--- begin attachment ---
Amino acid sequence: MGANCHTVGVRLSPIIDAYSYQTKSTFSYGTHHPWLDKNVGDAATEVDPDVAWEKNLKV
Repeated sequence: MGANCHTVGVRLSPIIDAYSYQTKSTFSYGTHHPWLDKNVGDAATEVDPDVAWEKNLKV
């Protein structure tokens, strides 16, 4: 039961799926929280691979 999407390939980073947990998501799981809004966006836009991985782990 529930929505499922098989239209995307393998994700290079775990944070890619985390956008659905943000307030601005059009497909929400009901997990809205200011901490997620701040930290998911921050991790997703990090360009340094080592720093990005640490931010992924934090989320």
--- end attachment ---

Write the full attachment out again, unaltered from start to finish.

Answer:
Amino acid sequence: MGANCHTVGVRLSPIIDAYSYQTKSTFSYGTHHPWLDKNVGDAATEVDPDVAWEKNLKV
Repeated sequence: MGANCHTVGVRLSPIIDAYSYQTKSTFSYGTHHPWLDKNVGDAATEVDPDVAWEKNLKV
């Protein structure tokens, strides 16, 4: 039961799926929280691979 999407390939980073947990998501799981809004966006836009991985782990 529930929505499922098989239209995307393998994700290079775990944070890619985390956008659905943000307030601005059009497909929400009901997990809205200011901490997620701040930290998911921050991790997703990090360009340094080592720093990005640490931010992924934090989320």